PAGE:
The Baldis have a tightly focused vision for succeeding. “We want to be a boutique-styled winery producing small lots of quality wine that we only sell in our tasting room and at selected high-end wine shops and restaurants. Our goal is to ultimately produce around 5,000 cases annually. But, we are going to grow slowly and maintain quality,” states Stéphane. Currently, their production is 500 cases a year spread about evenly over four bottlings; Vidal Blanc, Chambourcin and two distinct Cabernet Sauvignons.

“During our travels, we fell in love with the wines of Paso Robles and Santa Ynez in California. Many of the best were coming out of smaller wineries creating exceptional wines. We wanted to produce a Virginia version of this exciting region,” Stéphane explains.

Tasting Room

The winery is located off Leeds Manor Road in Fauquier County, a few minutes from the historic village of Hume. It’s a bit ironic that folks are now imbibing wines in their tasting room which is located minutes from the old Barbee Tavern built in 1787, where travelers and locals alike sipped eighteenth-century refreshments such as cider, beer and whiskey.  Quality Virginia wine was still a few centuries away.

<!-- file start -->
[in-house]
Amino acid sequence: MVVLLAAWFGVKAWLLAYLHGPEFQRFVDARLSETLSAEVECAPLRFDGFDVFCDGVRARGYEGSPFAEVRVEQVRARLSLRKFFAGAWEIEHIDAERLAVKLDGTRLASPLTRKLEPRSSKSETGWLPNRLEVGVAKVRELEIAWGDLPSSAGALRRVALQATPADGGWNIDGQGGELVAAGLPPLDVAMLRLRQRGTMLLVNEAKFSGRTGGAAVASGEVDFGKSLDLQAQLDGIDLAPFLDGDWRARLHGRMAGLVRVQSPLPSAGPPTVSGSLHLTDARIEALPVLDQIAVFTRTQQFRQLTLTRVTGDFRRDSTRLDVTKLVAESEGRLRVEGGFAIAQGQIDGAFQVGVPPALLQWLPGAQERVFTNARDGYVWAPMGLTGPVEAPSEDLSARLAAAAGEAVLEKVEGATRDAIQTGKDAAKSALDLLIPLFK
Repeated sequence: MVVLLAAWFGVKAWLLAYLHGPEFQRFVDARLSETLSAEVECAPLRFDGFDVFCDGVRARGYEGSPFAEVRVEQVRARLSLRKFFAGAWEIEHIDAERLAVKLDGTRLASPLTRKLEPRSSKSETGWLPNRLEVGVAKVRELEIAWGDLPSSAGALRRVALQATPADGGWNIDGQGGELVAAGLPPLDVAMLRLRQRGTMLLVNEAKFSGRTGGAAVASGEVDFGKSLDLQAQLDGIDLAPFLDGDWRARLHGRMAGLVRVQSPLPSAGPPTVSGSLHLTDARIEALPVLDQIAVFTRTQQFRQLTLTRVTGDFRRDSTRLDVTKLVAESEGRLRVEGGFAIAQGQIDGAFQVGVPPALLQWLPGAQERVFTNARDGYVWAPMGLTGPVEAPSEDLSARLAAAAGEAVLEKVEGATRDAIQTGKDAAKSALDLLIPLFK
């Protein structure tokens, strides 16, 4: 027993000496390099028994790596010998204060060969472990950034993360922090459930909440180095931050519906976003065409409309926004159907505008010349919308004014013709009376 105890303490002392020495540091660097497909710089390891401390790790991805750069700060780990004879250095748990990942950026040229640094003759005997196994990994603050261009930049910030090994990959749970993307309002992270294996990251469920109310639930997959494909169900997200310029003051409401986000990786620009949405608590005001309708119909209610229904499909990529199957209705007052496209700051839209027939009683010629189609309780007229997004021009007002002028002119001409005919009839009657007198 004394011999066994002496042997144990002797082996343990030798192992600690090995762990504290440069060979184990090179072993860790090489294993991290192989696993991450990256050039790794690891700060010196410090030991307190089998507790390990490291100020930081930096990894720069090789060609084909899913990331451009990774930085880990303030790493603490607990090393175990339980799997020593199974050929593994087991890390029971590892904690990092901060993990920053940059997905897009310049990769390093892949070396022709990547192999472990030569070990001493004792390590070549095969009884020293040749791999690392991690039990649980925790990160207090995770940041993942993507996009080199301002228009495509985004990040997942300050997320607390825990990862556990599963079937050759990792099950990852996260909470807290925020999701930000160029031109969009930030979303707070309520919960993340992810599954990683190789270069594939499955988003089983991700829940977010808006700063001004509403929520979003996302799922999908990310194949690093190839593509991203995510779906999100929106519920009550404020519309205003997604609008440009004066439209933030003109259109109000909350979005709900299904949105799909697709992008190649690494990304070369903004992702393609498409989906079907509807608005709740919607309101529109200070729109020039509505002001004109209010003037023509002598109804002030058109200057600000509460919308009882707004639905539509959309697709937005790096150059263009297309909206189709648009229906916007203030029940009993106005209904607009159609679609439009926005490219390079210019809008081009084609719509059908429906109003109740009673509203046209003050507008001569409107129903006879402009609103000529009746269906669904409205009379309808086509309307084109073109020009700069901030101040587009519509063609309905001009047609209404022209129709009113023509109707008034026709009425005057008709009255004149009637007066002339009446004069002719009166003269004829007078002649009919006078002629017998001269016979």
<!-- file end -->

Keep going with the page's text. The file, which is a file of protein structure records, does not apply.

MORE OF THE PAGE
The couple evaluated some 200 properties before making the decision to purchase the land. “We wanted to be about sixty miles from DC but in a relatively undeveloped area that emphasized the beauty of a rural, agricultural region. Hume met all our needs,” explains Andrea.

Historic Land

The farm dates to 1883 and was established by John Carper whose family has a long history tied to the early days of Virginia farming. He built a log cabin on the site of the current farm house which has been renovated into a modern colonial style home. “During the course of expanding the home, built in the early 1900s, we found evidence of the original log cabin,” Andrea says. John Carper was laid to rest on the property and his grave overlooks the young grapevines, a crop he would have likely never seen during his lifetime.